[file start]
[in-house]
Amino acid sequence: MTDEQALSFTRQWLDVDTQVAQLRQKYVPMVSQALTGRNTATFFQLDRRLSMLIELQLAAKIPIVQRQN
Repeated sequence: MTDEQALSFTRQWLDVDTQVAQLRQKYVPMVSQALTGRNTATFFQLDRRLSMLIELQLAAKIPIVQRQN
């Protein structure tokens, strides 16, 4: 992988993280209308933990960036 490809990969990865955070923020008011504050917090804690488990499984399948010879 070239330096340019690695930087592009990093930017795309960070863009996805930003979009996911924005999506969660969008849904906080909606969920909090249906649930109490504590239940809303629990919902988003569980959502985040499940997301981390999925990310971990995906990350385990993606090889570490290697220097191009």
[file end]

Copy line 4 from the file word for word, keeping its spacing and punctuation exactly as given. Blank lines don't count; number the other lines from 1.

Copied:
């Protein structure tokens, strides 16, 4: 992988993280209308933990960036 490809990969990865955070923020008011504050917090804690488990499984399948010879 070239330096340019690695930087592009990093930017795309960070863009996805930003979009996911924005999506969660969008849904906080909606969920909090249906649930109490504590239940809303629990919902988003569980959502985040499940997301981390999925990310971990995906990350385990993606090889570490290697220097191009």